Issue #28 “Thicker Than Water”
Writer: Jamie Delano
Art: Ron Tiner & Kevin Walker
Colors: Tom Zuiko
Letters: Gaspar Saladino
Cover: Kent Williams
Following the brief tenure of Grant Morrison and Neil Gaiman on the series, Jamie Delano returns to continue The Family Man storyline that began four issues prior. Since “Thicker Than Water” itself takes place 3 months after issue #24, the events of Morrison and Gaiman’s issue nicely fit into the gap of the story despite Constantine not showing the abject terror he is in throughout most of this issue. While it is possible Morrison and Gaiman did not know exactly what John Constantine would be up to when their issues were set to be released and subsequently only touched upon events of Constantine’s extended background (Ravenscar and his relationship with The Swamp Thing), when looking at Hellblazer as one continuous narrative, the events of issues #25-27 account for the frantic state the Constantine finds himself in.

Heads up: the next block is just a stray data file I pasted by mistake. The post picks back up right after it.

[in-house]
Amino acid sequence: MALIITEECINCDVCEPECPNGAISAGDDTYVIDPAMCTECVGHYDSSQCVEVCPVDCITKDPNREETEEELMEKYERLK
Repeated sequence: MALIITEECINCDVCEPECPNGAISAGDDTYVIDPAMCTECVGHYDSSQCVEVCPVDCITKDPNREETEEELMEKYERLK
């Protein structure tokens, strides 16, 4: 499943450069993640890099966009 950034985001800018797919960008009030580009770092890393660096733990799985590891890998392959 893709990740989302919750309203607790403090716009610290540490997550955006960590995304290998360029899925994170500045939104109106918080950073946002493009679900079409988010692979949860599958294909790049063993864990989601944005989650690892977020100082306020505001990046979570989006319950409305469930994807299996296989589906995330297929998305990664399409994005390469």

Picking up 3 months after the reveal that Constantine has provided The Family Man his next batch of victims, “Thicker Than Water” opens with a series of dreams providing some background on The Family Man and foreshadowing things to come throughout the story arc. First is the dream of The Family Man, who is revealed to be retired cop Samuel Morris, killing his parents with a series of hammer blows to their heads as a child. Throughout the scene he is expressing his love for his mother, even after he kills her, before a man in a trenchcoat enters the room with a noose. The man, whose facial features are lost in the dark, is obviously Constantine, foreshadowing how Constantine will be Samuel Morris’ downfall. Constantine’s dream deals more with the repercussions of his actions in issue #24, as he is visited by the mutilated bodies of the family that Samuel Morris last killed, who are looking for a place to stay. In the dream Constantine is wearing pristine white clothes which risk becoming stained as he is asked to hold the dead daughter, who “still has some blood left,” boiling the nightmare down to the expression of Constantine’s guilt over being directly responsible for the death of the family.